2. Read Koller, p 1 - 10
  3. Audio Comments on Koller, Chapter 1
  4. Lecture: Early agricultural cultures and nomadic invasions: the dynamic tension in the history of Asian religions
  5. Commentaries in D2L

Week 2: Vedas and Upanishadic Philosophy

  1. Audio Lecture: About the Vedas and Upanishads; the philosophical schools of Samkhya and Vedanta
  2. Read Koller, p 12 - 23
  3. Audio Comments part 1 on Koller, Chapter 2
  4. Audio Comments part 2 on Koller, Chapter 2
  5. Text and Commentary: The Katha Upanishad
  6. Commentaries in D2L

Week 3: Samkhya and Vedanta

  1. Read Koller, p 98 - 107 and p 120 - 130
  2. Article on Samkhya Philosophy
  3. Audio Comments on Koller, Chapter 8
  4. Audio Comments on Koller, Chapter 10
  5. Lecture: The Bhagavad Gita
  6. Commentaries in D2L

EXAM I at the end of the week.

Week 4: Basics of Buddhist Philosophy

  1. Audio Lecture: About Buddhist Philosophy
  2. Read Koller, p 37 - 64
  3. Audio Comments on Koller, Chapters 4 and 5
  4. Lecture: The Individual Path: Hinayana/Theravada
  5. Lecture: Buddhist origins: a systematic psychology for liberation
  6. Commentaries in D2L

Week 5: Mahayana Buddhist Philosophy

  1. Read Koller, p 64 - 88
  2. Audio Comments on Koller, Chapters 5 and 6
  3. Lecture: Buddhist universalism: interactions with Hinduism, Taoism and the Mahayana Buddhist envelopment of Asia
  4. Text and commentary: Tsongkapa's The Three Principal Aspects of the Path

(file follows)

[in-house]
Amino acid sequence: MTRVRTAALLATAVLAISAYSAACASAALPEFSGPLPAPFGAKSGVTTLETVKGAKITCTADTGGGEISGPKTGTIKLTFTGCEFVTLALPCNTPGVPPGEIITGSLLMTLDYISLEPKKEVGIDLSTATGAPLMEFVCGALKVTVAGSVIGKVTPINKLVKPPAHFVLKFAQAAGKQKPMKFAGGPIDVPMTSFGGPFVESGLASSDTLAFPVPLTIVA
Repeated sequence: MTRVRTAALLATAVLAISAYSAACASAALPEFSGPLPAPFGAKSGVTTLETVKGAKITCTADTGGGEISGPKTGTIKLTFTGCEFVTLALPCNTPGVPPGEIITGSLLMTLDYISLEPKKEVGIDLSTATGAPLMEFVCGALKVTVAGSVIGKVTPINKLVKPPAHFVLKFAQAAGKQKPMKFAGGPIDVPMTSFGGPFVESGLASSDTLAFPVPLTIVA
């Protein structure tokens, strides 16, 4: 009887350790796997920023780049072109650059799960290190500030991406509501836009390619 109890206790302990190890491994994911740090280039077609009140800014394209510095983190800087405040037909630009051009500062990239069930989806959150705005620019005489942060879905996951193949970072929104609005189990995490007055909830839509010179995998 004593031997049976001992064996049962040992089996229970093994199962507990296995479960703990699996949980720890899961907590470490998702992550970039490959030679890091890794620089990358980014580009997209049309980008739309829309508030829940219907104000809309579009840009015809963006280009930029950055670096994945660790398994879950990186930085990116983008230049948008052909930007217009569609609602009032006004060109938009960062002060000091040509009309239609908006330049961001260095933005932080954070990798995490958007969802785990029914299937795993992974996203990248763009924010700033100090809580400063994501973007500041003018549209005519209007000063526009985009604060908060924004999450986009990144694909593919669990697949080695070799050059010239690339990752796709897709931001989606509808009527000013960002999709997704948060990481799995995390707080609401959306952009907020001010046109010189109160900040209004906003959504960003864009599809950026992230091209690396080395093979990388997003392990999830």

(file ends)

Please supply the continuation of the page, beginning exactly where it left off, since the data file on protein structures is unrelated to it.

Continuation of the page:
5. Lecture: Source Consciousness and Mental Images
  6. Commentaries in D2L

EXAM II at the end of the week.

Week 6: Roots of East Asian Philosophy in Taoism and Confucianism

  1. Audio Lecture: About East Asian Philosophy
  2. Read Koller, p 167 - 177, p 196 - 205, p 217 - 223
  3. Lecture: Taoism: finding Truth in nature
  4. Lecture: Nature and Reality in East Asia
  5. Commentaries in D2L

ESSAY IS DUE by the end of the week.

Week 7: Neoconfucian Philosophy

  1. Audio Lecture: Neoconfucian Philosophy and the Management of the Empire.
  2. Read Koller, p 180 - 194, p 248 - 264
  3. Audio Comments on Koller, Chapter 15
  4. Lecture: Confucian Philosophy
  5. Article: Sung Dynasty Culture
  6. Commentaries in D2L

EXAM III at the end of the week.

Week 8: Buddhist Philosophy in China

  1. Audio Lecture: About Zen
  2. Read Koller, p 237 - 247
  3. Audio Comments on Koller, Chapter 20
  4. Text and Commentary: The Platform Sutra of the 6th patriarch of Zen
  5. Commentaries in D2L

Week 9: Buddhist Philosophy in Japan

  1. Web site: What is Zen, a talk by Ed Sattizahn,San Francisco Zen Center
  2. Audio Lecture: Zen and Martial Arts
  3. Lecture: Zen and Archery
  4. Lecture: Zen Gardens
  5. Read Koller, p 275 - 295
  6. Lecture: Modern Zen
  7. Commentaries in D2L

EXAM IV at the end of the week.

Week 10: Contemporary Voices

  1. Audio lecture: The practice of Asian Philosophy in the modern world
  2. Ramana Maharshi: Basic teachings
  3. Ramana Maharshi: The movie metaphor
  4. Dalai Lama 14: Training the Mind
  5. Dalai Lama 14: Science at the Crossroads
  6. Commentaries in D2L

This course ends on 11: 59 PM, Saturday, week 10. There is no final exam.

PSU values diversity and inclusion; we are committed to fostering mutual respect and full participation for all students. My goal is to create a learning environment that is equitable, useable, inclusive, and welcoming. If any aspects of instruction or course design result in barriers to your inclusion or learning, please notify me. The Disability  Resource Center (DRC) provides reasonable accommodations for students who encounter barriers in the learning environment.

If you have, or think you may have, a disability that may affect your work in this class and feel you need accommodations, contact the Disability Resource Center to schedule an appointment and initiate a conversation about reasonable accommodations. The DRC is located in 116 Smith Memorial Student Union, 503-725-4150, drc@pdx.eduhttp://www.pdx.edu/drc.